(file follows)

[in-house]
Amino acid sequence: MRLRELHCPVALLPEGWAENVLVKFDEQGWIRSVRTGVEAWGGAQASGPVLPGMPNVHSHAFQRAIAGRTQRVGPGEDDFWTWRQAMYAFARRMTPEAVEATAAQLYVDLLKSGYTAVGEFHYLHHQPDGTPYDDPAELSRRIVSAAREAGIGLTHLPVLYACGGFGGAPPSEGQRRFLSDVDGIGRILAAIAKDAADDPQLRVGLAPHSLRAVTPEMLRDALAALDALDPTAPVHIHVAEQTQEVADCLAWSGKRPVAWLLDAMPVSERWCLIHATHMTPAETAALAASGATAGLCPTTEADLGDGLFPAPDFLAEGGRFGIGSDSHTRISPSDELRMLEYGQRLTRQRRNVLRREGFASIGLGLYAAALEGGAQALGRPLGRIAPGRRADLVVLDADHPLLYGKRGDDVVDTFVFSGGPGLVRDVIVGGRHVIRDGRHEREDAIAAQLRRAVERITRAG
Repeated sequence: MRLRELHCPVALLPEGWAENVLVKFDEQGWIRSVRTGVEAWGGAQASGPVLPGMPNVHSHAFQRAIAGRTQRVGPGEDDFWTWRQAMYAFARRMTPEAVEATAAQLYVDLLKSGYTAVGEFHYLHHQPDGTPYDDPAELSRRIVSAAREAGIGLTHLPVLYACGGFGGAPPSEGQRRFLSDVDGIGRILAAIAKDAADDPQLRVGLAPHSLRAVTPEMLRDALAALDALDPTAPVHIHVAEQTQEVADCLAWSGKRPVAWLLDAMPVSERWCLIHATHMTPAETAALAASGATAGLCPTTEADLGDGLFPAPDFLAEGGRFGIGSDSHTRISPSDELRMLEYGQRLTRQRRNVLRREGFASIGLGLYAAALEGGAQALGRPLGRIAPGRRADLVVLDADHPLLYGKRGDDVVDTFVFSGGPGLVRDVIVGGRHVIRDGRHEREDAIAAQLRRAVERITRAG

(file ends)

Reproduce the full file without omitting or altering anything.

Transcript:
[in-house]
Amino acid sequence: MRLRELHCPVALLPEGWAENVLVKFDEQGWIRSVRTGVEAWGGAQASGPVLPGMPNVHSHAFQRAIAGRTQRVGPGEDDFWTWRQAMYAFARRMTPEAVEATAAQLYVDLLKSGYTAVGEFHYLHHQPDGTPYDDPAELSRRIVSAAREAGIGLTHLPVLYACGGFGGAPPSEGQRRFLSDVDGIGRILAAIAKDAADDPQLRVGLAPHSLRAVTPEMLRDALAALDALDPTAPVHIHVAEQTQEVADCLAWSGKRPVAWLLDAMPVSERWCLIHATHMTPAETAALAASGATAGLCPTTEADLGDGLFPAPDFLAEGGRFGIGSDSHTRISPSDELRMLEYGQRLTRQRRNVLRREGFASIGLGLYAAALEGGAQALGRPLGRIAPGRRADLVVLDADHPLLYGKRGDDVVDTFVFSGGPGLVRDVIVGGRHVIRDGRHEREDAIAAQLRRAVERITRAG
Repeated sequence: MRLRELHCPVALLPEGWAENVLVKFDEQGWIRSVRTGVEAWGGAQASGPVLPGMPNVHSHAFQRAIAGRTQRVGPGEDDFWTWRQAMYAFARRMTPEAVEATAAQLYVDLLKSGYTAVGEFHYLHHQPDGTPYDDPAELSRRIVSAAREAGIGLTHLPVLYACGGFGGAPPSEGQRRFLSDVDGIGRILAAIAKDAADDPQLRVGLAPHSLRAVTPEMLRDALAALDALDPTAPVHIHVAEQTQEVADCLAWSGKRPVAWLLDAMPVSERWCLIHATHMTPAETAALAASGATAGLCPTTEADLGDGLFPAPDFLAEGGRFGIGSDSHTRISPSDELRMLEYGQRLTRQRRNVLRREGFASIGLGLYAAALEGGAQALGRPLGRIAPGRRADLVVLDADHPLLYGKRGDDVVDTFVFSGGPGLVRDVIVGGRHVIRDGRHEREDAIAAQLRRAVERITRAG